Imagination and Concrete

post-13-picture

Imagination and Concrete

Haylee Thomas-Kuhlmann (Post 13)

Concrete is one of the most used building materials today, but how is it usually used? All around us are beams, columns, and heavy structural aspects of concrete that hold up the buildings around us. What if we used concrete as a design material, a flexible fabric like material on buildings? Concrete fabric is a thing! We usually see in on ditches to guide water places or on hills that are falling apart due to erosion.

This fabric can be cut, molded, nailed, and stapled like actual fabric. To make the material malleable water is first applied. Once the material is in the correct spot it will dehydrate and take the form it was given and stay that way. It still holds many properties of concrete and has strength due to the fibers in the fabric. This material can also be as thin as 5 mm and two people can easily handle the roll while constructing (Andrew Dent and Milliken Infrastructure).

When first glancing at this material it seems that what its being used for is to manipulate landscapes to help with natural phenomenon. Often people think of concrete as a solid material unable to be formed into crazy shapes but with this material it opens a different way of using concrete. Walls could be made into waves, have seamless windows and edges, and come off as fabric. As an architect, using materials in an unlikely way is one way to produce an amazing building. Small huts and project have been made using this concrete fabric but there could be an even better use. Could this be the façade of a building? It blocks out the outside forces well and can even be paths for water. Could you bend folds into the face of the building to guide rainwater off the building into small man-made ponds? This can open many unique structures and buildings that have not been thought of!

However, there is minimal information on how structural it is or how heavy it is when molded. These could create sent backs in the design process and must be considered.

 

Sources:

Dent, Andrew. “Architectural.” Fabric of the Future: Innovative Design Materials to Come. N.p., 3 May 2010. Web. 28 Nov. 2016.

“Milliken Infrastructure.” Milliken Infrastructure.p., n.d. Web. 28 Nov. 2016.

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2 comments

  1. Sam Challe Blog 11/ Comment 1

    The idea of concrete as a flexible and aesthetic material really interests me. I like that it can be flipped from its original use of structure to design. Any time a material like concrete or metal can be made into a fabric it makes the possibilities of it endless.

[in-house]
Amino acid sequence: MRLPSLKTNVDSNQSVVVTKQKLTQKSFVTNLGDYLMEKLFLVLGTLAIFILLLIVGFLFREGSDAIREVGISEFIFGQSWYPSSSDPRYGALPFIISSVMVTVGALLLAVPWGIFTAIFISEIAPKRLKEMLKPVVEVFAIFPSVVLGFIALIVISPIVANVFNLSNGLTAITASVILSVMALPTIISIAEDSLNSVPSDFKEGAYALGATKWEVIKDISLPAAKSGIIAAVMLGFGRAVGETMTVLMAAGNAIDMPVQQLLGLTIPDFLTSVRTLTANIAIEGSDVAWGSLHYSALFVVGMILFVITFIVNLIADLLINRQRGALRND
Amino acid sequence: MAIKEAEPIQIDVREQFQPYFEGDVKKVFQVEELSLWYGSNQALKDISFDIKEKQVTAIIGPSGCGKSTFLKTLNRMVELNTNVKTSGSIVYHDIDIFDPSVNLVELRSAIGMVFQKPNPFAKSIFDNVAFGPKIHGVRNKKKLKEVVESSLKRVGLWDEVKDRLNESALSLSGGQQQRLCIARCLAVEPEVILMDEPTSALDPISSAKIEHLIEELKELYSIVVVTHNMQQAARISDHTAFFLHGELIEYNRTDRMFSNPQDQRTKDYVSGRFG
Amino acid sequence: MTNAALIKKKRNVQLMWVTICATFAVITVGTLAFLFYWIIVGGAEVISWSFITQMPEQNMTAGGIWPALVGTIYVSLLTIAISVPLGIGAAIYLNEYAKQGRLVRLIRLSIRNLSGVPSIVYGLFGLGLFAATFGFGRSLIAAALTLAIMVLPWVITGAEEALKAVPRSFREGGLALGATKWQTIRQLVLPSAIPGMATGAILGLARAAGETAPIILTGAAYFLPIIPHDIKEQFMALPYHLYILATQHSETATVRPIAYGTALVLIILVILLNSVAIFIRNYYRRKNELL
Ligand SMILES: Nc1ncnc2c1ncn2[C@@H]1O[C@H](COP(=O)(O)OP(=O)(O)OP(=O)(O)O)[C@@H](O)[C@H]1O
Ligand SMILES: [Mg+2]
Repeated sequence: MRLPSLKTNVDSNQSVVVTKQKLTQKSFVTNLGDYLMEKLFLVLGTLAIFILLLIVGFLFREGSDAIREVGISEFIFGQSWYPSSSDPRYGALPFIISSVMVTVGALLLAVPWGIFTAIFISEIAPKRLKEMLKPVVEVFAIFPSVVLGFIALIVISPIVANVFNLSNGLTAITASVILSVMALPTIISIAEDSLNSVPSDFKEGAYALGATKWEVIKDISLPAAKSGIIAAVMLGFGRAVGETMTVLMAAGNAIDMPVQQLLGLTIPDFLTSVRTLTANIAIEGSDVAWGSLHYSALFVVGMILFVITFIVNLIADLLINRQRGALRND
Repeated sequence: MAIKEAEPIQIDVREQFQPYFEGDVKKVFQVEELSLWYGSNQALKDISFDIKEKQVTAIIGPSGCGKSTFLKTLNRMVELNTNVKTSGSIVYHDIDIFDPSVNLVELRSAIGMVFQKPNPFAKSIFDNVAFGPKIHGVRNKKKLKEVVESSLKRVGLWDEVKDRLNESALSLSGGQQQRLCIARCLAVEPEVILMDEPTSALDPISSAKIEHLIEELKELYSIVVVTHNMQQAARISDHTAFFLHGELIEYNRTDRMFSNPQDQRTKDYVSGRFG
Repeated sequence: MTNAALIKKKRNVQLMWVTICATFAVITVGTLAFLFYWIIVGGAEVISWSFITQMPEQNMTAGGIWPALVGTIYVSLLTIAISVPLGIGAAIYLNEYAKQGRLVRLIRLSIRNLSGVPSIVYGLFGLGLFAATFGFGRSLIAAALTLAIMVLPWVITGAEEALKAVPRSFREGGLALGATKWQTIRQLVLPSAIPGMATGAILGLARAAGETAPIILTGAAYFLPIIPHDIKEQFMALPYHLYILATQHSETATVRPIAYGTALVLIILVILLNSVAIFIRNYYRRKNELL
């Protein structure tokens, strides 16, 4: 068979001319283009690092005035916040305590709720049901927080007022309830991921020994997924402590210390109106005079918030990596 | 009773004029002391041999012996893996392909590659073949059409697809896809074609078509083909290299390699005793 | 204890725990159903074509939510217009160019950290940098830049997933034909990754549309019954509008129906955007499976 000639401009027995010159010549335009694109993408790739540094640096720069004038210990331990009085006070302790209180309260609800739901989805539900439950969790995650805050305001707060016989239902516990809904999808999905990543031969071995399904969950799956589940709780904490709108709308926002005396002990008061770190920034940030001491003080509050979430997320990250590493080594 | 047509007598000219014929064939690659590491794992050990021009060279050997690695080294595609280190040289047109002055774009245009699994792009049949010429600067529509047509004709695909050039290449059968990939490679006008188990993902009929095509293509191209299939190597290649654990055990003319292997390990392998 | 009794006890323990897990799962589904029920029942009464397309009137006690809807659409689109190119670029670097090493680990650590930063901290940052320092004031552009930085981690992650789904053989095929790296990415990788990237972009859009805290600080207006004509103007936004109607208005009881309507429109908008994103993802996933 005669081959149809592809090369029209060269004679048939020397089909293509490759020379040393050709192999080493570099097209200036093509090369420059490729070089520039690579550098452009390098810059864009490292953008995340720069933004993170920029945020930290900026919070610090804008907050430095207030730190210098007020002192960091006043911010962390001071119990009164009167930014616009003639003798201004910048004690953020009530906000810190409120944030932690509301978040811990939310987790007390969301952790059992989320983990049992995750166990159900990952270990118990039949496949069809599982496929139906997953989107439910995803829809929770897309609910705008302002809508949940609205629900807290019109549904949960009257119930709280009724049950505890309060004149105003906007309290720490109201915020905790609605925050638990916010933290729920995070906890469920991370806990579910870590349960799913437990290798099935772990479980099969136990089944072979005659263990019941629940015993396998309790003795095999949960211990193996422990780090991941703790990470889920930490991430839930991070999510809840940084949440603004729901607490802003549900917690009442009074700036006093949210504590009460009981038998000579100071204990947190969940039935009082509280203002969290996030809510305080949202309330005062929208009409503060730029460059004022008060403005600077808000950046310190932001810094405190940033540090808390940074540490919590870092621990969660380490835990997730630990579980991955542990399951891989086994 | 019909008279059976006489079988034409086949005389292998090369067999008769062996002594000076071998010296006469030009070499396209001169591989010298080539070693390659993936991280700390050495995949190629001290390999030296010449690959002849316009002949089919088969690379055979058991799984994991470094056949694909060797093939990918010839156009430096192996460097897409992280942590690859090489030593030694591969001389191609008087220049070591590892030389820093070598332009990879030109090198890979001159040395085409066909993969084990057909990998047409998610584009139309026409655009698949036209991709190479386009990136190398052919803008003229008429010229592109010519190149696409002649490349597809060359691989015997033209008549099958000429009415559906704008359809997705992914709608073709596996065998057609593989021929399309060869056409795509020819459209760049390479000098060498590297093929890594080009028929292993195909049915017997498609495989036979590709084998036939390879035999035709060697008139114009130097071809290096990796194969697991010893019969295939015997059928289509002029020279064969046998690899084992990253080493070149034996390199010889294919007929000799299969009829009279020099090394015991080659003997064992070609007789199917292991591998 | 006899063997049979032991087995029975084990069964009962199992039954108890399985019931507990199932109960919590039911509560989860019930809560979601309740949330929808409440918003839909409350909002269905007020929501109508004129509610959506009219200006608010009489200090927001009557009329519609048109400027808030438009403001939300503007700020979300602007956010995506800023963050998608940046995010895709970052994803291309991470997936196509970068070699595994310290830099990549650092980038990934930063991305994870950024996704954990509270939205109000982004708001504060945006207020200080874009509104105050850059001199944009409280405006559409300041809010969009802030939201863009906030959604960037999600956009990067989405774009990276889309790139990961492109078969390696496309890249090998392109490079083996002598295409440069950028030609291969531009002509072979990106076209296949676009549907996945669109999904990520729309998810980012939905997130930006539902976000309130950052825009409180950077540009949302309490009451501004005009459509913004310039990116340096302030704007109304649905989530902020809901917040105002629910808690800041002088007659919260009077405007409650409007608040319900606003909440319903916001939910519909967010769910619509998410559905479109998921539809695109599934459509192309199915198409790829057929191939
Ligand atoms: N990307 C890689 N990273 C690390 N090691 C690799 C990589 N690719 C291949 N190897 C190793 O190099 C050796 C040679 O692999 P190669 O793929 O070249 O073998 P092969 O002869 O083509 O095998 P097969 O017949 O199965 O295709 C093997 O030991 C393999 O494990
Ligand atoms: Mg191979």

One aspect that is really interesting is that the feel of concrete can be applied without the weight constraint. This allows a faux concrete feel for structures that may not actually be able to support a full blown concrete wall or ceiling. This flexibility seems like it could help in situations where structure is pushed aside and aesthetics is the main focus.

    One thing that I feel isn’t all that accurate is the idea that regular concrete cant be made into crazy shapes. Concrete, along with other materials, is a material being stretched and tested. Just because it is structural doesn’t necessarily mean it cant be curved and arced in ways that are eye catching.

    All in all I feel as if this concrete fabric has endless uses. I wonder how it would perform when stacked on itself to make thicker layers? Or how it will act on “breathable” buildings that move and sway duh to high winds or how it holds in places with earthquakes? It seems brittle yet durable so I would love to see how it performs going forward.

  2. jonlamere

    Jon LaMere
    Blog/Comment 13

    Concrete has been known throughout time for its strength and durability, and its use often reflects these qualities. However, just as the original author of this post has done, i believe it is important to look at concrete in less of a traditional way, that is, not as a static material, but one that can be vastly manipulated based on its needs in a specific environment.

    To illustrate this idea, look to the Ancient Roman times, where these master builders created vast structures that still stand to this day. How was this possible with supposed limited technology and knowledge? It is apparent that the Romans mastered their mixture of concrete, known as Roman Concrete, to stand up to its volatile environment.

    How was their mix different from modern Portland cement? One major difference is that the Romans used a composition heavy in volcanic ash, this is one integral modification that specifically allowed the concrete to remain strong while in prolonged contact with salt-water. Some of these structures still stand to this day, compare this to some of our current mixes that only have 50 years of service life in high salt-water environments.

    However, this is just one modification that can lead to a profound difference in concretes ability to remain in adverse environments. If we apply this problem solving and logic that the ancients used, we can modify our materials in the same way, and to fit new challenges. These problems do not only apply to strength and composition. For example, with all the attention around green and sustainable building, it is important to note that Portland cement mixture is a major contributor to CO2 released into the environment. Much greener processes have already been established, now come they are not being implemented?

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